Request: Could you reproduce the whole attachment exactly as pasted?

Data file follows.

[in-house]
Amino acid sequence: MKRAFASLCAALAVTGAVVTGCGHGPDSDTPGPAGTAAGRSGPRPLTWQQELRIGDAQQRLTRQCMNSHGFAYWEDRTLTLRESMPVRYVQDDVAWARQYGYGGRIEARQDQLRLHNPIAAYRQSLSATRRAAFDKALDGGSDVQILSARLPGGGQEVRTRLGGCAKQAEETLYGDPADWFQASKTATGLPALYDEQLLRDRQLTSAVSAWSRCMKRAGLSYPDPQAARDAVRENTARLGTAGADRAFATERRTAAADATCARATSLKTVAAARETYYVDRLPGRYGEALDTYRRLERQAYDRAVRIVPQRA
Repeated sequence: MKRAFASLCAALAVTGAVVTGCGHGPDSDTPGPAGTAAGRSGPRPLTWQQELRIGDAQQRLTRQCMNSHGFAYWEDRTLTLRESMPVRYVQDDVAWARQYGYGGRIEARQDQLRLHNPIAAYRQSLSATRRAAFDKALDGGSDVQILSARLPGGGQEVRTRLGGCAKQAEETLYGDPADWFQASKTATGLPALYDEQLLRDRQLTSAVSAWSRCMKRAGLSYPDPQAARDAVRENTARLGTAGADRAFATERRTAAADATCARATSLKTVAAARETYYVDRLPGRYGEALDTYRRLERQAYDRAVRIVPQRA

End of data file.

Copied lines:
[in-house]
Amino acid sequence: MKRAFASLCAALAVTGAVVTGCGHGPDSDTPGPAGTAAGRSGPRPLTWQQELRIGDAQQRLTRQCMNSHGFAYWEDRTLTLRESMPVRYVQDDVAWARQYGYGGRIEARQDQLRLHNPIAAYRQSLSATRRAAFDKALDGGSDVQILSARLPGGGQEVRTRLGGCAKQAEETLYGDPADWFQASKTATGLPALYDEQLLRDRQLTSAVSAWSRCMKRAGLSYPDPQAARDAVRENTARLGTAGADRAFATERRTAAADATCARATSLKTVAAARETYYVDRLPGRYGEALDTYRRLERQAYDRAVRIVPQRA
Repeated sequence: MKRAFASLCAALAVTGAVVTGCGHGPDSDTPGPAGTAAGRSGPRPLTWQQELRIGDAQQRLTRQCMNSHGFAYWEDRTLTLRESMPVRYVQDDVAWARQYGYGGRIEARQDQLRLHNPIAAYRQSLSATRRAAFDKALDGGSDVQILSARLPGGGQEVRTRLGGCAKQAEETLYGDPADWFQASKTATGLPALYDEQLLRDRQLTSAVSAWSRCMKRAGLSYPDPQAARDAVRENTARLGTAGADRAFATERRTAAADATCARATSLKTVAAARETYYVDRLPGRYGEALDTYRRLERQAYDRAVRIVPQRA